2. Ethan Gotz says:

    Hey Kelly, I also think that your post was very good, and Sultan I agree completely with your comment. The Hmong Shamans or any other sort of spiritual healer should be allowed and included in all hospitals. While the doctors and nurses are to diagnose and treat the biological and physiological symptoms that patients with illnesses have without considering the patients’ experience of the illness, spiritual healers (whether its clowns, shamans, etc.) focus on the experience that the patient goes through. Although this may not completely cure the disease directly, this form of treatment may help the patient recover faster from their disease, due to the fact that increased confidence could contribute to a placebo effect. I agree with Sultan with the fact that “these types of healers are necessary for people who have spiritual beliefs”. I do not see how these figures could harm a hospital environment; so why not implement them? Most spiritual healers would be willing to come to hospitals for virtually nothing in return. I feel that the combination of both western and non-western medicine could help patients treat and cure illnesses, in addition to help with the patient ‘cope’ with the illness; providing a more comfortable atmosphere to the hospital’s environment.

  3. Alexis Rife says:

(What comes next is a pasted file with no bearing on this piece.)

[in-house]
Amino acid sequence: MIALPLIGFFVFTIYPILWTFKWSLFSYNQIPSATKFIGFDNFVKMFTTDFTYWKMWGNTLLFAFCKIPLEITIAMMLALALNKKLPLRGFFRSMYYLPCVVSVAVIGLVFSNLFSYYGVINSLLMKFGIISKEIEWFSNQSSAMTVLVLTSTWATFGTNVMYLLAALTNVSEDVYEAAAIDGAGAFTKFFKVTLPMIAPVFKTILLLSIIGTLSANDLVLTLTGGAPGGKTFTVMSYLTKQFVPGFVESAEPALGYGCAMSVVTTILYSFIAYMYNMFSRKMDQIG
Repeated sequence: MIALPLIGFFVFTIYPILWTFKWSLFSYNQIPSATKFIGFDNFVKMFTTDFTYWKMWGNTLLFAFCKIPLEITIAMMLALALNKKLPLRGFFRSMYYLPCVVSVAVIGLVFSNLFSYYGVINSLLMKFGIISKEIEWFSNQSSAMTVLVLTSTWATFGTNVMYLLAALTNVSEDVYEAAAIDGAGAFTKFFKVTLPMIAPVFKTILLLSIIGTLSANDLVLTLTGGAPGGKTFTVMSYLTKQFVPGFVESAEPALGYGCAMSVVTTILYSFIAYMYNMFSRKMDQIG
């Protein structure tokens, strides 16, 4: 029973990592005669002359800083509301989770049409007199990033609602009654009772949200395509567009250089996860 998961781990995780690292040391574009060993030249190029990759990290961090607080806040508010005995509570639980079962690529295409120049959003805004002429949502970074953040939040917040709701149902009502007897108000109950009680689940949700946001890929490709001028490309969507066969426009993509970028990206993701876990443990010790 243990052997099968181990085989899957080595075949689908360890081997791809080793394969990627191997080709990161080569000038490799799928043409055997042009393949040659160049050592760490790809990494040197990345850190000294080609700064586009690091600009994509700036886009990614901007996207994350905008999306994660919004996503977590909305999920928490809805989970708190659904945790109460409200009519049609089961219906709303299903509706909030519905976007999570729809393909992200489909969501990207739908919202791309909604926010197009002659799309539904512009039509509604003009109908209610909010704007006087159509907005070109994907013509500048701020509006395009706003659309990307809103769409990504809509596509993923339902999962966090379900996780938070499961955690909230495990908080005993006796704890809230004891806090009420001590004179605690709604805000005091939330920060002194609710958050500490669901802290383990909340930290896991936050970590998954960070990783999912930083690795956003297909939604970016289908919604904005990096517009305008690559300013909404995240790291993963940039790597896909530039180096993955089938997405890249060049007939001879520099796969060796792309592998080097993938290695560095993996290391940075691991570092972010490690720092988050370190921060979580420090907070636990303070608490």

I agree that the shaman way of healing the soul could complement the biomedical practices of our doctors. I believe that if the patient believes that this shaman healing process works, it will essentially create a placebo effect and boost that patient’s spirits. I also agree that improving a patient’s morale can work wonders on the patient’s overall health; it can give them the strength they need to fight off their bodily ailments. There have been too many witnesses to the tragic death of patients that had lost all hope, emotionally and psychologically drained of any strength they had left. Thus, if there is a strong belief in the shaman healing practices, I believe that they will be effective. This is an unusual practice for the United States. But as we become more diverse and welcome more diverse populations, we should not, if possible, inhibit their cultural practices. This would be especially important if these cultural practices helped improve the overall health of the population, as the shaman practices seem to do for the Hmong populations. As you also said, the shaman of the Hmong people are very highly valued, perhaps more so than doctors among Western society, and will likely have no shortage of credible references to support this. They should be respected as traditional, professional psychological healers.